Children will always be winners if they can lose with dignity, grace

Teaching Your Child

Teaching Your Child


It's interesting to watch children participating in summer programs.

There's definitely a different group dynamic than is present in most classrooms.

For one thing, many summer programs only last a week. The children often don't know each other or the instructor well. The instructor might not have classroom experience.

Yet organized summer programs for children are good for several reasons. They give children something productive to do. No parent wants to hear a child talk about how bored he or she is.

Summer programs also can expose children to experiences that they wouldn't have the time or the occasion for throughout the school year.


Plus, many programs offer opportunities to fine-tune social, teamwork and problem-solving skills.

Since school left out, I've had several conversations with my 9-year-old about making the right choices when playing or working with others.

She's had some opportunities to apply my suggestions.

In an athletic event of a recent program, she finished a race in the top two of her age group. In the run-off, my daughter lost. She didn't seem upset about losing because she said it was a good, challenging race. I commended her for having the right attitude.

There was something that bothered her about the experience, though.

"Mommy, the other girl said something to me after the race that wasn't very nice."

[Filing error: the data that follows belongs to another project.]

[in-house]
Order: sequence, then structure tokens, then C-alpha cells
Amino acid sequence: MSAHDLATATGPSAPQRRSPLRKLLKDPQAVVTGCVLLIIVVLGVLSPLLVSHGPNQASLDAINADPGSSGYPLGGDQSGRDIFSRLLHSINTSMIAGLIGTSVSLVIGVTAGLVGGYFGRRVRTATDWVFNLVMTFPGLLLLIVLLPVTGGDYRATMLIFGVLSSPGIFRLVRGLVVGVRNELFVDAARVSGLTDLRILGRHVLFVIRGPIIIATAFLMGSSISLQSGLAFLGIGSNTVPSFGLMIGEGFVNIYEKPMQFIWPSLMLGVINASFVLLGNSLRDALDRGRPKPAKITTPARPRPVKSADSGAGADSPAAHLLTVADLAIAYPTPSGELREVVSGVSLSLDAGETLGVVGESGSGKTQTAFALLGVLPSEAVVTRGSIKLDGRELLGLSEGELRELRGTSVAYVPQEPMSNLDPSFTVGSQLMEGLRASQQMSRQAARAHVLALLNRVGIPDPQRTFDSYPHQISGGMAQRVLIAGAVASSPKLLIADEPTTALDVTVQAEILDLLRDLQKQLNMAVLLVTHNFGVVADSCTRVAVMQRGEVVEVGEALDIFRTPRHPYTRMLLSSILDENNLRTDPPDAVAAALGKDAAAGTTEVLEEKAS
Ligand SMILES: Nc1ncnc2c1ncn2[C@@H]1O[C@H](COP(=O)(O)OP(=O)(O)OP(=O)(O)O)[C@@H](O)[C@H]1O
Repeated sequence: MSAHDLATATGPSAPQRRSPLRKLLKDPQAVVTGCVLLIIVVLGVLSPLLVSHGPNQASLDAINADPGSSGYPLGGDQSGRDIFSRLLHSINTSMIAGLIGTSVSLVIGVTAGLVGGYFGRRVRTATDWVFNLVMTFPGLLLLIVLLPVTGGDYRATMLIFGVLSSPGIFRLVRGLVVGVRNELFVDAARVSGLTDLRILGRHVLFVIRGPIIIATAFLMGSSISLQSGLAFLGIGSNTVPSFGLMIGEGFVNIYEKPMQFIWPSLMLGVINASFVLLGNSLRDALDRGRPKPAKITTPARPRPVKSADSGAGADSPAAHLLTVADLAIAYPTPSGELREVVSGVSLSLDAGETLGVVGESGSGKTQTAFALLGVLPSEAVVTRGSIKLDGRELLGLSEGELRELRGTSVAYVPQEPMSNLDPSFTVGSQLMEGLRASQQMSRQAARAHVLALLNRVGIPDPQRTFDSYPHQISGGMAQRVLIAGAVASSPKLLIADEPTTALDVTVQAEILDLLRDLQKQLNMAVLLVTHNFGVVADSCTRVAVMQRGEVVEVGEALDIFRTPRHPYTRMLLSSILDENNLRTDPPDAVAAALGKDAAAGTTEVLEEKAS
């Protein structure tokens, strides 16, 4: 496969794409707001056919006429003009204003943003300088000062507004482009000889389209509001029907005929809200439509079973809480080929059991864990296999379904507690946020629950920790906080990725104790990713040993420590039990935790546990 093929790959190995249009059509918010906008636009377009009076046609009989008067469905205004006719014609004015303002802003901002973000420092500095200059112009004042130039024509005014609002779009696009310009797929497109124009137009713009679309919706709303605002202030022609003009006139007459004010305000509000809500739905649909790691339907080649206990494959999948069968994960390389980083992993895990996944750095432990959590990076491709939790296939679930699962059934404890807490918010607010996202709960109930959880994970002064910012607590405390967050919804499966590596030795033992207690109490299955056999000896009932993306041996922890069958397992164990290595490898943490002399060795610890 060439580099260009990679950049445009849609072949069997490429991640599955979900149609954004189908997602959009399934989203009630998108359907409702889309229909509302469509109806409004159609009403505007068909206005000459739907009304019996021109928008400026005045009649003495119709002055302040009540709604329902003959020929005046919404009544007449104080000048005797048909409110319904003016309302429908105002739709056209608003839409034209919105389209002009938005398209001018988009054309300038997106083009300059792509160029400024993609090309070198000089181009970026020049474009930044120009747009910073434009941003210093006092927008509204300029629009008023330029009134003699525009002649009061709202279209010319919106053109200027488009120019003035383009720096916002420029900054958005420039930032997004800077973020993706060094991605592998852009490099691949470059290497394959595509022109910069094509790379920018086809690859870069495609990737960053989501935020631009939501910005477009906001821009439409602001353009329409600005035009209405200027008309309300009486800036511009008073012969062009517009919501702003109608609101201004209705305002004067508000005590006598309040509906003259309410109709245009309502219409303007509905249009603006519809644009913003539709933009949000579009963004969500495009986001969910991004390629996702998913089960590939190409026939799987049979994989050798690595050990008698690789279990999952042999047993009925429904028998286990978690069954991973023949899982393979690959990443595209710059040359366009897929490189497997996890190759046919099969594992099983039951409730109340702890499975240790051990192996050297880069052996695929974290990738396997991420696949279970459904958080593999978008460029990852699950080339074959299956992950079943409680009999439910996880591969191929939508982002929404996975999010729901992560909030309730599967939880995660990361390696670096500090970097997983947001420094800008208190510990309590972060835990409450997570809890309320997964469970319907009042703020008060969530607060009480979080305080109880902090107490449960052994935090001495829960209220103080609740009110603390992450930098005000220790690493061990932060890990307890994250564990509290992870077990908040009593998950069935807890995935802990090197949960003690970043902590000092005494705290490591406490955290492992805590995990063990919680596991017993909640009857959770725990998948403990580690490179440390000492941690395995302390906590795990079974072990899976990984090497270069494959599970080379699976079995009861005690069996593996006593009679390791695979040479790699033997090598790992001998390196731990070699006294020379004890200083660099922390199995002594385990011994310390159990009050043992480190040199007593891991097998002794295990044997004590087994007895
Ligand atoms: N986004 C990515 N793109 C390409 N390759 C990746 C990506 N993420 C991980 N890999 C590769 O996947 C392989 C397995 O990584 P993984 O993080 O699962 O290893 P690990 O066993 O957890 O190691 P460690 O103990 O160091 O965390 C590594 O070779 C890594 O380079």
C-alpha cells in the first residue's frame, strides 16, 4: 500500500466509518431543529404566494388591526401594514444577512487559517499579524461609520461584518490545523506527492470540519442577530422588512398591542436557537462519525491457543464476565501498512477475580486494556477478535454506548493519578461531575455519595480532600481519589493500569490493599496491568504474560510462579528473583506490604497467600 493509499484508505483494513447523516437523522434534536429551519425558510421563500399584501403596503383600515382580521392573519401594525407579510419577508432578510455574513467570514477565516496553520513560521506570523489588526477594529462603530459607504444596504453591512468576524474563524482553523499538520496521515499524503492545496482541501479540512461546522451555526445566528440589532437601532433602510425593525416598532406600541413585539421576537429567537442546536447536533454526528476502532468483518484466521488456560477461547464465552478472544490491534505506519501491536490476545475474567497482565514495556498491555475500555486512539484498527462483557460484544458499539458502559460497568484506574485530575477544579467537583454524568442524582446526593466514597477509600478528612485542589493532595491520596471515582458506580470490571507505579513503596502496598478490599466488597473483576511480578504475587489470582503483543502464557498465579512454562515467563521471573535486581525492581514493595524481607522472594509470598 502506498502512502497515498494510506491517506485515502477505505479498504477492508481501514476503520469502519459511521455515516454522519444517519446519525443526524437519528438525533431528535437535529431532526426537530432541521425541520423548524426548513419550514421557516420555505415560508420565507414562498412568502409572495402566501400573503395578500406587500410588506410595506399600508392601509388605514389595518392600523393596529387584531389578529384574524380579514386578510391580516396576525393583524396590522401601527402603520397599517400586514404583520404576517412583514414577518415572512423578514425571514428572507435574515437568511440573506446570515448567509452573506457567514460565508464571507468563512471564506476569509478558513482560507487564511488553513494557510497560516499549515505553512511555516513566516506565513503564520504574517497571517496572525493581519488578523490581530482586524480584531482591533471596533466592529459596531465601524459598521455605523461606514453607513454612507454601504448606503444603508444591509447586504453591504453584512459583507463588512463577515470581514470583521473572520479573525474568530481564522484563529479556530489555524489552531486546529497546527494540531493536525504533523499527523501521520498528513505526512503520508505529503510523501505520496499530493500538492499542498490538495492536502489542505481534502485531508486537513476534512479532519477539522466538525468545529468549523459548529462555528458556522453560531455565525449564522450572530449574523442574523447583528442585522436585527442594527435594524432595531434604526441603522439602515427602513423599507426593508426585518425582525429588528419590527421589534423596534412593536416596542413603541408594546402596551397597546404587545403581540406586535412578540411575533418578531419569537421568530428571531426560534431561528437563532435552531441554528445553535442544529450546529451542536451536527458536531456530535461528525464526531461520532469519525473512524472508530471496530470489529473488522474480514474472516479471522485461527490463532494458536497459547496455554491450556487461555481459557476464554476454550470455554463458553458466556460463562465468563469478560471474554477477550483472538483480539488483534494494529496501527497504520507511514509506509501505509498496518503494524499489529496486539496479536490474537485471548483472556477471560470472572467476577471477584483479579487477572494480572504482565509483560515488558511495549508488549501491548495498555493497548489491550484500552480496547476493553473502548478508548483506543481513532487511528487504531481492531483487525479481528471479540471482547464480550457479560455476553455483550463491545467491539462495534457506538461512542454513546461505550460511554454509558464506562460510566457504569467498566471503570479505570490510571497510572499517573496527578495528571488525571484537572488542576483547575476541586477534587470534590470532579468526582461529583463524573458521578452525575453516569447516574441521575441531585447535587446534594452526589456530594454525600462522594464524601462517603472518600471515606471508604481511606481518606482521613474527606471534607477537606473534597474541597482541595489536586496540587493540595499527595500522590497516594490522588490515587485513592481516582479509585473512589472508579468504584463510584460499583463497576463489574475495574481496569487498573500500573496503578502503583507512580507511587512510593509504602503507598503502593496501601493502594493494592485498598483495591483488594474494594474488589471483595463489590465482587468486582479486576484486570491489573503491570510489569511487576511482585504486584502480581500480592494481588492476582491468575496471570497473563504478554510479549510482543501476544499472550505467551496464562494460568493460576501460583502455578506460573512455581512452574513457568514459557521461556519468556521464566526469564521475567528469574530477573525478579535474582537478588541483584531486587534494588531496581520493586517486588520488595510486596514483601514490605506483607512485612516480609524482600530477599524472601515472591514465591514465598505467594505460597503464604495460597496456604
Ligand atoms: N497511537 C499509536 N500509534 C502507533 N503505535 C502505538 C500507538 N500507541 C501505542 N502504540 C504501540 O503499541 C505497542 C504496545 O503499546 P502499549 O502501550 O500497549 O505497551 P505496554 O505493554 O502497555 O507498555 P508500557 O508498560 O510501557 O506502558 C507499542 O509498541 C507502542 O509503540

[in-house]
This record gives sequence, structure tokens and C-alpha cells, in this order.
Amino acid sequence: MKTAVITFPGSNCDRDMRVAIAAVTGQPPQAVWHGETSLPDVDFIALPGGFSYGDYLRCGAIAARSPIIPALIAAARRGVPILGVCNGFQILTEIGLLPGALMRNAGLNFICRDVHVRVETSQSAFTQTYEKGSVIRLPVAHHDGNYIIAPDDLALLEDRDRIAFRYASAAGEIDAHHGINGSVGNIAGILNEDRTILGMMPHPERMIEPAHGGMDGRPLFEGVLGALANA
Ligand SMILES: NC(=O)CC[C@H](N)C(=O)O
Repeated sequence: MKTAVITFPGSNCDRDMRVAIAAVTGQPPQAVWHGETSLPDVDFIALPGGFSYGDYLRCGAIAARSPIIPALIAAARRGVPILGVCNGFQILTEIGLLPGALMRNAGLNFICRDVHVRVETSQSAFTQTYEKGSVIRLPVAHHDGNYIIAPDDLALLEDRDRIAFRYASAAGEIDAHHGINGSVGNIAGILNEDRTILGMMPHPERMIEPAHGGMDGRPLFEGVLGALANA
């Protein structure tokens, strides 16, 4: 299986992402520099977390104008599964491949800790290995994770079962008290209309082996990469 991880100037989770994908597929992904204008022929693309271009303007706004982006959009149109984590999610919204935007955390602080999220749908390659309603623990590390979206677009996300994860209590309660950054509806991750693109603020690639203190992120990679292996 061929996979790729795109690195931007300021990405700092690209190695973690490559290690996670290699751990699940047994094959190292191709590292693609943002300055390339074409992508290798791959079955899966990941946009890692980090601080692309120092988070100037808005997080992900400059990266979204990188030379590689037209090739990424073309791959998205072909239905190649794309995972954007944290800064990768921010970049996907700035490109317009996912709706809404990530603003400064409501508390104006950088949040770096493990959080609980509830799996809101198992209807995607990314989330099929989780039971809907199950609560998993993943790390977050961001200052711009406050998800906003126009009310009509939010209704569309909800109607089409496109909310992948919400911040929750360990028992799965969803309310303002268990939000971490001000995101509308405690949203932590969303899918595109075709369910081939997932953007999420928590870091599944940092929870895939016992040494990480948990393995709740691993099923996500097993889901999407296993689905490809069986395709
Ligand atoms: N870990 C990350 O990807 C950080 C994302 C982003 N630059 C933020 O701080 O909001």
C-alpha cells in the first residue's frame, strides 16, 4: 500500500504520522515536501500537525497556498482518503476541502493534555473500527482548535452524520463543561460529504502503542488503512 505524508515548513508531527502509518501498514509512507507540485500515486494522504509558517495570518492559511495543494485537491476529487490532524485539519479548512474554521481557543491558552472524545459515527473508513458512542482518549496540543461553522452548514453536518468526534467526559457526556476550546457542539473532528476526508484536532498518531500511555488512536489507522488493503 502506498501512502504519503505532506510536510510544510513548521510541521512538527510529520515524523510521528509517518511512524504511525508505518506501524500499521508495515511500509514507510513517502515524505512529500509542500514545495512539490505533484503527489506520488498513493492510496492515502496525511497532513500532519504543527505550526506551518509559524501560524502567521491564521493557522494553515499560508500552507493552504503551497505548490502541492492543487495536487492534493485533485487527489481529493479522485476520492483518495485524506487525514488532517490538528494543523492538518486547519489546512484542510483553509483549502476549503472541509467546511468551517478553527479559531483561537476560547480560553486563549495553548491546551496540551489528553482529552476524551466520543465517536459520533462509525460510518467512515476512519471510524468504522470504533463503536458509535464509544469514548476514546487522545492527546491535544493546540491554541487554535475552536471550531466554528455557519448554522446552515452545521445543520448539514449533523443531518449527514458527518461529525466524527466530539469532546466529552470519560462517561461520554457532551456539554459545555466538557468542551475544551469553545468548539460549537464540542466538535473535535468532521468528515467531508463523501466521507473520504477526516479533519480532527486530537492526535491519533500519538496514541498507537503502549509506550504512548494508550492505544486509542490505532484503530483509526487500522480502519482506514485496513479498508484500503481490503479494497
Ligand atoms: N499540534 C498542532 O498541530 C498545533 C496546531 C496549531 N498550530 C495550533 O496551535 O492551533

I asked her what the other girl said.

"She said, 'In your face, you loser!' "

Oh, dear. I was bracing myself for what my daughter did next. Did she react and say something unkind back? I asked what she said in response.

"I didn't say anything. One of the grown-ups told her, 'That's not what you're supposed to say after a race. You're supposed to shake hands and tell the other person it was a good race.' "

Then my daughter and I talked about why the other girl used those words. Perhaps her parents hadn't taught her how to be a good sport and to simply enjoy the experience of participating.

We talked about word choice and intended messages.

Sometimes people say one thing but the message they are trying to convey is quite different from the words they use. It's important to read body language, tone and facial expressions to determine a person's true intent.

Many times the recipient of unkind words is merely the most convenient target.

This girl probably wanted to look tough and cool and wanted to attract attention to herself, so she wanted to make the person who came in second place look bad.

My daughter agreed with that assessment and said she was more irritated by the other girl's lack of social skills than she was hurt by what was said.

She said she wouldn't want those words to be said to anyone else because another person might really feel bad to be called a loser.

I agreed and explained that when people try to attract attention to themselves by making others look small, the opposite often occurs.

Then I gave her two pieces of advice:

1. The harder you try to draw attention to yourself, the less likely you are to be noticed for the right reasons.

2. Concentrate on doing what you know is right and all the other things will fall into place.

If she even scratches the surface of either one of those concepts, it will have been a productive summer.

Lisa Tedrick Prejean writes a weekly column for The Herald-Mail's Family page. Send e-mail to her at

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